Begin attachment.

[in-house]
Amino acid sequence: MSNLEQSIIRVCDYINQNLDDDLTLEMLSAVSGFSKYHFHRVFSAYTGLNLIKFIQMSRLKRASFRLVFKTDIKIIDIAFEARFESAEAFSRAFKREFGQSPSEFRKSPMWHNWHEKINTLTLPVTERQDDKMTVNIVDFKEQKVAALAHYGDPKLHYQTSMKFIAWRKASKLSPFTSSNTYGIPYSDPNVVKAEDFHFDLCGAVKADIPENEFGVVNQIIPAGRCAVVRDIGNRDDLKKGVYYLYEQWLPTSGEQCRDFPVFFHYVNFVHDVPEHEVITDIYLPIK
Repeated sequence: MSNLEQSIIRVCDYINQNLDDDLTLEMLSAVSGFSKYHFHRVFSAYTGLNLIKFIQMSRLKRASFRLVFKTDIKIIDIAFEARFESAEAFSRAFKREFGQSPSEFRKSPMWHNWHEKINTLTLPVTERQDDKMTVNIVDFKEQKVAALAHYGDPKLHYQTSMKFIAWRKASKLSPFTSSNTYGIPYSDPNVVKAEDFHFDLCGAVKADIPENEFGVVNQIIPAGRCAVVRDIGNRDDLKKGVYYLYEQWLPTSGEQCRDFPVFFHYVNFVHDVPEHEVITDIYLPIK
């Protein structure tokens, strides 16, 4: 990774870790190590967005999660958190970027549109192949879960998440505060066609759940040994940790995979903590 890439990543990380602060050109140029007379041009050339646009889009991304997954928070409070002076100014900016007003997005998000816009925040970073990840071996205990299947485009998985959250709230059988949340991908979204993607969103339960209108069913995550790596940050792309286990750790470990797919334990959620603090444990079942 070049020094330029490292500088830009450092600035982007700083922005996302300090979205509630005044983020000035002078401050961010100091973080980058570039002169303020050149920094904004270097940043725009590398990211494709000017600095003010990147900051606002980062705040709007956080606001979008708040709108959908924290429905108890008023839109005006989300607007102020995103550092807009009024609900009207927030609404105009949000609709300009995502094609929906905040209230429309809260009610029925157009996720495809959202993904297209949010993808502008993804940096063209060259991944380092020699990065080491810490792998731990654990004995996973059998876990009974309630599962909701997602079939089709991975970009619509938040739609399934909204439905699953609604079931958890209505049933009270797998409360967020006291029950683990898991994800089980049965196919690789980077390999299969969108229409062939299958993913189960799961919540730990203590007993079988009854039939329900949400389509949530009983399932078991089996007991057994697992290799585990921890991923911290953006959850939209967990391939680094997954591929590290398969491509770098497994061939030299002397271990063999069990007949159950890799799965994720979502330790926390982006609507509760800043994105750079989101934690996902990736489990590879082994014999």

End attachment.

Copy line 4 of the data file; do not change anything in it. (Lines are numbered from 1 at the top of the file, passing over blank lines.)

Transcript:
């Protein structure tokens, strides 16, 4: 990774870790190590967005999660958190970027549109192949879960998440505060066609759940040994940790995979903590 890439990543990380602060050109140029007379041009050339646009889009991304997954928070409070002076100014900016007003997005998000816009925040970073990840071996205990299947485009998985959250709230059988949340991908979204993607969103339960209108069913995550790596940050792309286990750790470990797919334990959620603090444990079942 070049020094330029490292500088830009450092600035982007700083922005996302300090979205509630005044983020000035002078401050961010100091973080980058570039002169303020050149920094904004270097940043725009590398990211494709000017600095003010990147900051606002980062705040709007956080606001979008708040709108959908924290429905108890008023839109005006989300607007102020995103550092807009009024609900009207927030609404105009949000609709300009995502094609929906905040209230429309809260009610029925157009996720495809959202993904297209949010993808502008993804940096063209060259991944380092020699990065080491810490792998731990654990004995996973059998876990009974309630599962909701997602079939089709991975970009619509938040739609399934909204439905699953609604079931958890209505049933009270797998409360967020006291029950683990898991994800089980049965196919690789980077390999299969969108229409062939299958993913189960799961919540730990203590007993079988009854039939329900949400389509949530009983399932078991089996007991057994697992290799585990921890991923911290953006959850939209967990391939680094997954591929590290398969491509770098497994061939030299002397271990063999069990007949159950890799799965994720979502330790926390982006609507509760800043994105750079989101934690996902990736489990590879082994014999």